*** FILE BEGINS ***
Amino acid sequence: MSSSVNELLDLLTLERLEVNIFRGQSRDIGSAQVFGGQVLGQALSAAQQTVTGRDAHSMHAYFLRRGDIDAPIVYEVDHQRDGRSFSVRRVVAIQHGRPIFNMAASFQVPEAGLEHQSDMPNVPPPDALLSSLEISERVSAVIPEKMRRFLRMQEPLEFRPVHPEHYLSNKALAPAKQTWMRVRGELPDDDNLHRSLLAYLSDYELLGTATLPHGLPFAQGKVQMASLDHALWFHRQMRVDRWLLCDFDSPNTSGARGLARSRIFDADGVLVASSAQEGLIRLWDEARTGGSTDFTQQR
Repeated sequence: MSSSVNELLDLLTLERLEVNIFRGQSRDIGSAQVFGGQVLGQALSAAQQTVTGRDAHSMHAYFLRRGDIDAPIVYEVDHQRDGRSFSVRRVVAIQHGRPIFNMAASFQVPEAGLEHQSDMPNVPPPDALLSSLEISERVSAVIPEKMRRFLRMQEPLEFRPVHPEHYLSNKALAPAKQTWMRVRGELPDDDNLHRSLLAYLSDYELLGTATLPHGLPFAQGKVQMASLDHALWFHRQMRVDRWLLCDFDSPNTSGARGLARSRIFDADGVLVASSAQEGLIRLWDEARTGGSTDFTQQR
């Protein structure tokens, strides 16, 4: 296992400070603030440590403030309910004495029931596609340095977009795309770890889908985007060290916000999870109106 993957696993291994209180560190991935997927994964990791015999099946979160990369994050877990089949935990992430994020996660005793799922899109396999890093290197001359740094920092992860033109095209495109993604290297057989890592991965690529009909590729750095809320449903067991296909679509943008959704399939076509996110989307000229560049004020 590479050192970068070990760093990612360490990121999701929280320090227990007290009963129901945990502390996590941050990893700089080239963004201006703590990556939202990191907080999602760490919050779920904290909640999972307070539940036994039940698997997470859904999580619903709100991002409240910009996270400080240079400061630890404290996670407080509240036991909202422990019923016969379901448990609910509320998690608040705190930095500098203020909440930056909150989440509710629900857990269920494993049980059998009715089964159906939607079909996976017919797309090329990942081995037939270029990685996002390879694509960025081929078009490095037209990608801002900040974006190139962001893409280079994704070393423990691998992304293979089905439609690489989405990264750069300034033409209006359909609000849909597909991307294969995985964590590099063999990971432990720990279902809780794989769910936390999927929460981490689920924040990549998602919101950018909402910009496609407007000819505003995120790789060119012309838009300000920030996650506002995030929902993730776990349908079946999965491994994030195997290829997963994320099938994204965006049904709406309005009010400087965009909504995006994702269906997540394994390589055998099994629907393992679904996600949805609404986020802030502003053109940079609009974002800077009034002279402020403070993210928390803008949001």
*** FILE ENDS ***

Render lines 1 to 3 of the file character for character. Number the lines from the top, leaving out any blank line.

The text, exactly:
Amino acid sequence: MSSSVNELLDLLTLERLEVNIFRGQSRDIGSAQVFGGQVLGQALSAAQQTVTGRDAHSMHAYFLRRGDIDAPIVYEVDHQRDGRSFSVRRVVAIQHGRPIFNMAASFQVPEAGLEHQSDMPNVPPPDALLSSLEISERVSAVIPEKMRRFLRMQEPLEFRPVHPEHYLSNKALAPAKQTWMRVRGELPDDDNLHRSLLAYLSDYELLGTATLPHGLPFAQGKVQMASLDHALWFHRQMRVDRWLLCDFDSPNTSGARGLARSRIFDADGVLVASSAQEGLIRLWDEARTGGSTDFTQQR
Repeated sequence: MSSSVNELLDLLTLERLEVNIFRGQSRDIGSAQVFGGQVLGQALSAAQQTVTGRDAHSMHAYFLRRGDIDAPIVYEVDHQRDGRSFSVRRVVAIQHGRPIFNMAASFQVPEAGLEHQSDMPNVPPPDALLSSLEISERVSAVIPEKMRRFLRMQEPLEFRPVHPEHYLSNKALAPAKQTWMRVRGELPDDDNLHRSLLAYLSDYELLGTATLPHGLPFAQGKVQMASLDHALWFHRQMRVDRWLLCDFDSPNTSGARGLARSRIFDADGVLVASSAQEGLIRLWDEARTGGSTDFTQQR
């Protein structure tokens, strides 16, 4: 296992400070603030440590403030309910004495029931596609340095977009795309770890889908985007060290916000999870109106 993957696993291994209180560190991935997927994964990791015999099946979160990369994050877990089949935990992430994020996660005793799922899109396999890093290197001359740094920092992860033109095209495109993604290297057989890592991965690529009909590729750095809320449903067991296909679509943008959704399939076509996110989307000229560049004020 590479050192970068070990760093990612360490990121999701929280320090227990007290009963129901945990502390996590941050990893700089080239963004201006703590990556939202990191907080999602760490919050779920904290909640999972307070539940036994039940698997997470859904999580619903709100991002409240910009996270400080240079400061630890404290996670407080509240036991909202422990019923016969379901448990609910509320998690608040705190930095500098203020909440930056909150989440509710629900857990269920494993049980059998009715089964159906939607079909996976017919797309090329990942081995037939270029990685996002390879694509960025081929078009490095037209990608801002900040974006190139962001893409280079994704070393423990691998992304293979089905439609690489989405990264750069300034033409209006359909609000849909597909991307294969995985964590590099063999990971432990720990279902809780794989769910936390999927929460981490689920924040990549998602919101950018909402910009496609407007000819505003995120790789060119012309838009300000920030996650506002995030929902993730776990349908079946999965491994994030195997290829997963994320099938994204965006049904709406309005009010400087965009909504995006994702269906997540394994390589055998099994629907393992679904996600949805609404986020802030502003053109940079609009974002800077009034002279402020403070993210928390803008949001």